One of the twentieth century’s most influential writers, Gertrude Stein, doesn’t always make it to the top of everyone’s reading list. The men she mentored, like Ernest Hemingway, often get a bigger slice of literary fame. Her influence as a twentieth-century writer and art collector cannot be overlooked and is celebrated among literary scholars.
But her works aren’t as often read, but more discussed as a backdrop for other people’s work. To celebrate Gertrude Stein turning 148 this year, 2022 is the perfect time to pick up some Stein and check out her utterly unique writing. Check out these reasons to pick up a Gertrude Stein book this year and which book is right for you!
Enjoy the Simple and Mundane
Stein’s work Tender Buttons feels like it could have been written during the pandemic. The three-part prose poetry collection focuses on simple and everyday things around the house. There is an entire section called “Food” where it seems like Stein is just writing bizarre poems about what is in her kitchen fridge. Another section “Objects” feels like she was walking through her living room writing down whatever came to mind.
Stein’s slightly unhinged and nonsensical writing style perfectly reflects pandemic life, even if it was written over 100 years ago. In the past two years, we’ve all spent an unexpected amount of time indoors with our own objects. Looking at Stein walk the line between brilliant and insane is exactly how these last years have felt for many of us.
You Can Take What You Need
Stein’s modernist style is certainly a bit unconventional, but it is in the bizarre that we find beauty. Because Stein doesn’t follow traditional grammar rules or seem to even stay on topic, there isn’t usually an explicit theme or point to her work. This gives you space to find what you need from these poems. You get to decide the message that she’s sending.
If you’re angry, mad, happy, or sad, her work takes on the emotions of her reader. If you need comfort, a bit of wisdom, or to get out your anger, you’ll be able to find it in her writing. Her writing is so blunt and out of the ordinary that each time you read one of her poems, it takes on a new meaning.
Trying to find a book that fits your mood is hard and takes a lot of effort. Stein’s work will often take on the attitude you give it. Instead of finding a book that fits your mood, read some work that fits almost any mood.
Enjoy the Parisian Escapism
Do you have visions of yourself living in 1920s Paris collecting art, reading, drinking good coffee, and even better wine? Gertrude Stein and her salon are one of the reasons that you have this fantasy. If you’ve ever dreamed of debating philosophy, literature, and culture with Picasso, Fitzgerald, and Matisse, you are dreaming of Stein’s real life.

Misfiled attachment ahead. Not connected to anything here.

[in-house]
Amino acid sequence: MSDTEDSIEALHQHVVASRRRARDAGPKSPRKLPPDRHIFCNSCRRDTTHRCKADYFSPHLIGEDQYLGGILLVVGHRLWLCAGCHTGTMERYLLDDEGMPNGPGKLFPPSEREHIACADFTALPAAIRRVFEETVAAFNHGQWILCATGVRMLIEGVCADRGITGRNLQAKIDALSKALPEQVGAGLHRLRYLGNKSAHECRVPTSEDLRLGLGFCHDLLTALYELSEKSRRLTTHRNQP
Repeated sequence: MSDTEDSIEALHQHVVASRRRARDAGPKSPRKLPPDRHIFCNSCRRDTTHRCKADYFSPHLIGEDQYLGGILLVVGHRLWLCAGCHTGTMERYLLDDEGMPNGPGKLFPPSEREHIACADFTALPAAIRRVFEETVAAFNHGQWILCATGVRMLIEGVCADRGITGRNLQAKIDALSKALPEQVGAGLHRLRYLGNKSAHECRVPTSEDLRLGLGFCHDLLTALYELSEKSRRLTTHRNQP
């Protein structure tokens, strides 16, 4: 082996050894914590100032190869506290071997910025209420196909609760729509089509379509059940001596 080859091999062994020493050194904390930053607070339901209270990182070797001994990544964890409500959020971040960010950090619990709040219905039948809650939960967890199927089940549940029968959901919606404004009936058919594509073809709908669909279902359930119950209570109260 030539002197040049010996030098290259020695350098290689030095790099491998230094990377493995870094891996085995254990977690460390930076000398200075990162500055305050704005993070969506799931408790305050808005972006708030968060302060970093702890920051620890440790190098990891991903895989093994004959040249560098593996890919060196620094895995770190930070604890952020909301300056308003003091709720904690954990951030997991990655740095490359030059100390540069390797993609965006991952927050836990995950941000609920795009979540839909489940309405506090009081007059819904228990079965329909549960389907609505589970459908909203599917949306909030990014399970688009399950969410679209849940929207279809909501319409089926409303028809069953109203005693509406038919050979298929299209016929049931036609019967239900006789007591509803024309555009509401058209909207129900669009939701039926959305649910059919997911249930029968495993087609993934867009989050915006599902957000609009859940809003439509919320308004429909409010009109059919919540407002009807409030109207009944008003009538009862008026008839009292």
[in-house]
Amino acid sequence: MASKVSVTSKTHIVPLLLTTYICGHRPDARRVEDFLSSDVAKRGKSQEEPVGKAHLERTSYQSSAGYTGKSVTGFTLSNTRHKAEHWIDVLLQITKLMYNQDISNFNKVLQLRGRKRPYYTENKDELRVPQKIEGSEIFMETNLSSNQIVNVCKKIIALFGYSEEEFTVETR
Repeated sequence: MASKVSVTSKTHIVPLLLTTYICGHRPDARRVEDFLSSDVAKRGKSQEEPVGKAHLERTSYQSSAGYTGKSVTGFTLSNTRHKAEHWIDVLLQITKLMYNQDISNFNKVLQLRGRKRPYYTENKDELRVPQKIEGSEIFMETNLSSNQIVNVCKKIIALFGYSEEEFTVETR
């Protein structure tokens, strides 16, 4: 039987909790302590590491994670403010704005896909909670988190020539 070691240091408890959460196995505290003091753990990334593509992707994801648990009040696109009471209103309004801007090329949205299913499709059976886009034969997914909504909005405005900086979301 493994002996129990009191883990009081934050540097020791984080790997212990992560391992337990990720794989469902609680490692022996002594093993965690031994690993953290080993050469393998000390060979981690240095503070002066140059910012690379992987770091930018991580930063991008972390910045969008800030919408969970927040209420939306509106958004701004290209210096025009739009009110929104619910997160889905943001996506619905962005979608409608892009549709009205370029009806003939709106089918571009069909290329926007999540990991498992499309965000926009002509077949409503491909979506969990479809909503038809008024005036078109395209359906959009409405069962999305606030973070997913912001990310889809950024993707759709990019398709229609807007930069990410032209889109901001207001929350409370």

Although I’ve never heard anyone use the word “escapist” to describe Stein’s writing, I think this point is often overlooked. If you want to fall into 1920s Paris with someone who was not only there but was a key feature in creating this culture, look no further.
Her book An Autobiography of Alice B. Toklas tells the story of her Parisian lifestyle from the perspective of her lover, Alice. Some of your favorite authors like Ernest Hemingway and Sinclair Lewis are characters in the book, along with other beloved authors and artists that traipse through Stein’s life.
If you’re looking for meditations on French fashion, food, and culture, look no further than her work in Paris, France. This celebration of French culture is a great way to escape into the time period. Interestingly, this book was published the day that France fell to Germany in 1940, maybe just to prove that French culture can never die.
She Has Something For Everyone
No matter what your reading preferences are, Stein has something you might enjoy. Stein never stuck to one genre or type of writing, so her work appeals to readers who have all different tastes in literature.
Interested in poetry? Check out Tender Buttons or her poems about Picasso and other famous painters.
Love a good memoir, but still want it to be literary? An Autobiography of Alice B. Toklas and Everybody’s Autobiography has you covered.
Love books about sad women with beautiful writing, but very little plot (I’m talking to you Sally Rooney stans!)? Her book Three Lives is a foundational book in this style.
Enjoy long, slow-burner novels? The Making of Americans clocks in at a solid 925 pages.
Are you an inspiring writer yourself? Her book How to Write is all about the journey of writing.
Whatever your reading preferences, Gertrude Stein has something that you are going to enjoy!
Featured Image via The New Yorker